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Failure to diagnose brain disease can have deadly consequences

Patients rely on the expertise of Oregon doctors and medical professionals to properly diagnose diseases and illnesses. Prompt treatment for patients is crucial, as they are putting their lives in the hands of healthcare providers. In some cases, healthcare providers overlook symptoms and fail to order tests resulting in misdiagnosis or a failure to diagnose a life-threatening condition. This may lead to patient injury or even death.

A new study involving the misdiagnosis of a rare brain disease illustrates the deadly consequences of a failure to diagnose a fatal disease. The fatal brain disorder is called sporadic Creutzfeldt-Jakob disease. The study shows various misdiagnoses commonly result in a failure to properly treat the disease. The variability of early symptoms and a lack of recognition by healthcare providers contribute to the high rate of misdiagnosis. It is often mistaken for Alzheimer's disease.

The study reviewed the cases of 97 patients and found that they were misdiagnosed an average of 3.8 times before receiving a correct diagnosis. The average time from onset of symptoms to a proper diagnosis was nearly eight months - this is two-thirds of the way through the average duration of the disease.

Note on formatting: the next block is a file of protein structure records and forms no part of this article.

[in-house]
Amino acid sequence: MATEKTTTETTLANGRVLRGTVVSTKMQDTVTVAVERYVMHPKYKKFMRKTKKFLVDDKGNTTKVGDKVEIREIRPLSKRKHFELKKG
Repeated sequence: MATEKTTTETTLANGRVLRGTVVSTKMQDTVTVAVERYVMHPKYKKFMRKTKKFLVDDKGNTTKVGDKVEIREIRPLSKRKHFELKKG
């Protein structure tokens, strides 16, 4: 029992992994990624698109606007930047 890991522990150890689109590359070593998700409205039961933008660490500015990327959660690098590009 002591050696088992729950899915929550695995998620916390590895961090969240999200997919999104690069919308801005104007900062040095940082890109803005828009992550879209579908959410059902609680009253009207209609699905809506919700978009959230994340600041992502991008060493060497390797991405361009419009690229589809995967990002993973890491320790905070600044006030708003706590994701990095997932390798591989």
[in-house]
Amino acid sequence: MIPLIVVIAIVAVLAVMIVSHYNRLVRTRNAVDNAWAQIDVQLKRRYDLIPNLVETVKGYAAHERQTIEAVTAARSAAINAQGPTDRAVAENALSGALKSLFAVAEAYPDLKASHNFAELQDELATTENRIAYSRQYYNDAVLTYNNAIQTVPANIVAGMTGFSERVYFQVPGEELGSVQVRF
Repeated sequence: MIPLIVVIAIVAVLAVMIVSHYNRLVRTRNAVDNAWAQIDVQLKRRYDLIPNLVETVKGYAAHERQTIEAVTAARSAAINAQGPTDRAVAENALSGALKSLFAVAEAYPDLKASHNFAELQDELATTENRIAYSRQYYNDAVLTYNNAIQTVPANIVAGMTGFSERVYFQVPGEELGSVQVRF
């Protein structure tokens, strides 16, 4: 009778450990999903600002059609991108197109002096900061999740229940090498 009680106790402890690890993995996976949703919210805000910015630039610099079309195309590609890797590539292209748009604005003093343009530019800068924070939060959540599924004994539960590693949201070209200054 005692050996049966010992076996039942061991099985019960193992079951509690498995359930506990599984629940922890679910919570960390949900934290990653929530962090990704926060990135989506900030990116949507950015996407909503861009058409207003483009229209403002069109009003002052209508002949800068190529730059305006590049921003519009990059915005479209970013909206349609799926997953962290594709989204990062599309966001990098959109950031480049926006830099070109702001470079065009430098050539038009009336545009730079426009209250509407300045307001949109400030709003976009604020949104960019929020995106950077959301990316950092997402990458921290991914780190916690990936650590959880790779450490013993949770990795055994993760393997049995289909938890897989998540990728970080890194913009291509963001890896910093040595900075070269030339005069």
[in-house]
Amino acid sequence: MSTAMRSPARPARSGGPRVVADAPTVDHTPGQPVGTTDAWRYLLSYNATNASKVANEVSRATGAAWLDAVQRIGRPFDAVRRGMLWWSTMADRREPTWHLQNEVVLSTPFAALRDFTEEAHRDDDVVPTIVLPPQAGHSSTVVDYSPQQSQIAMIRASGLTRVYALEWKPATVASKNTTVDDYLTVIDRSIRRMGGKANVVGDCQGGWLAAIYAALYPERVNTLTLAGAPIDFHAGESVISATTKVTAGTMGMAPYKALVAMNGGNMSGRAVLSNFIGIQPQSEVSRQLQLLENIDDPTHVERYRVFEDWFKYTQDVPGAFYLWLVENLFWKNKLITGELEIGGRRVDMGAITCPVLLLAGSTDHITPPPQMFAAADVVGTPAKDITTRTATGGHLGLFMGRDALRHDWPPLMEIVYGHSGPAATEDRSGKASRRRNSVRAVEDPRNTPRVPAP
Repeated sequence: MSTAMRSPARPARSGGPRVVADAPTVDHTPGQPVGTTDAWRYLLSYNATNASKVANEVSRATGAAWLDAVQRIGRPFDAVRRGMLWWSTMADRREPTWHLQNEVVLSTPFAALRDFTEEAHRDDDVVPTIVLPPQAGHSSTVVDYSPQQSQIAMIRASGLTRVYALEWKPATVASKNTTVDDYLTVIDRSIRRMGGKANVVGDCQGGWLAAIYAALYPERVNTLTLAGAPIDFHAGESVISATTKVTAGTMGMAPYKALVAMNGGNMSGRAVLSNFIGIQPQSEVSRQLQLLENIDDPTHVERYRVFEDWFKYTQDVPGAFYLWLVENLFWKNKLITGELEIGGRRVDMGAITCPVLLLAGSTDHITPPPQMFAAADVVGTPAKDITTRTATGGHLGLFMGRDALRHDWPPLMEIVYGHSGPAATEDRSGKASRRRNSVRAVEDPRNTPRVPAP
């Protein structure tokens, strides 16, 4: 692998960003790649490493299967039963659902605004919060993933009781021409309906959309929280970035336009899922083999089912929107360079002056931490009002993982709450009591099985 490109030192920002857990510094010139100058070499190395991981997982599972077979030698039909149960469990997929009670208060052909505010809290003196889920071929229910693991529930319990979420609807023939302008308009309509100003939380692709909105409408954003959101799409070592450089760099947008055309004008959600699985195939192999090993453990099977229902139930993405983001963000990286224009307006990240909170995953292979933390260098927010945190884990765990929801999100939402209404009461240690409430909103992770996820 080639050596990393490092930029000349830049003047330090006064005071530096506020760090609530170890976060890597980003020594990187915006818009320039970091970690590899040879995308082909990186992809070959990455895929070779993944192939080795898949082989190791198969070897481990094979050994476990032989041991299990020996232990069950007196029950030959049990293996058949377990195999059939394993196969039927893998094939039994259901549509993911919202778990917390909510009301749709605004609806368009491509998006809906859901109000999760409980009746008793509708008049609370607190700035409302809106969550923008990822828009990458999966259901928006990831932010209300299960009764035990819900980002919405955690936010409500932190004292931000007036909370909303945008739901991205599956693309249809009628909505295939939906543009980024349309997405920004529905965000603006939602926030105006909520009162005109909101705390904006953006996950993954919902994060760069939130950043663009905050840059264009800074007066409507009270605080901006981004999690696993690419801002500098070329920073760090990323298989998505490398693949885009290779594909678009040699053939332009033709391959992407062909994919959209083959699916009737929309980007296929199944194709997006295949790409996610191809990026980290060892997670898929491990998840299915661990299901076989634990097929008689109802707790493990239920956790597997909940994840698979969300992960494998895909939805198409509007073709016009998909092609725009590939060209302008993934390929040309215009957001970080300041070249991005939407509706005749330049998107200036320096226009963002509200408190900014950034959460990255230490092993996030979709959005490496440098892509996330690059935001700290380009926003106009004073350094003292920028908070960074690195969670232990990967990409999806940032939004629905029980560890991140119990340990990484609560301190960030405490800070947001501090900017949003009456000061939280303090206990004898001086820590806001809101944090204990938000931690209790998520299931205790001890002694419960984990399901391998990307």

The authors of the study said early and accurate diagnosis of the disease is critical. A prompt diagnosis promotes public health measures, as it would prevent transmission to healthy individuals through blood donation and other medical procedures. Early diagnosis also allows potential treatments to be tested as soon as possible. It's reported that around 200 cases of the disease are diagnosed each year in the United States.

Misdiagnosis is not limited to rare diseases. It can happen in any variety of cases, including appendicitis, cancer, stroke and heart attack. Failure to diagnose deadly diseases and illnesses may result in a worsened condition or death. For Oregonians who have suffered injury as a result of a misdiagnosis, recovery against the parties at fault may be possible.

Source: U.S. News & World Report, "Misdiagnosis Common for Rare Brain Disease: Study," Sept. 25, 2012

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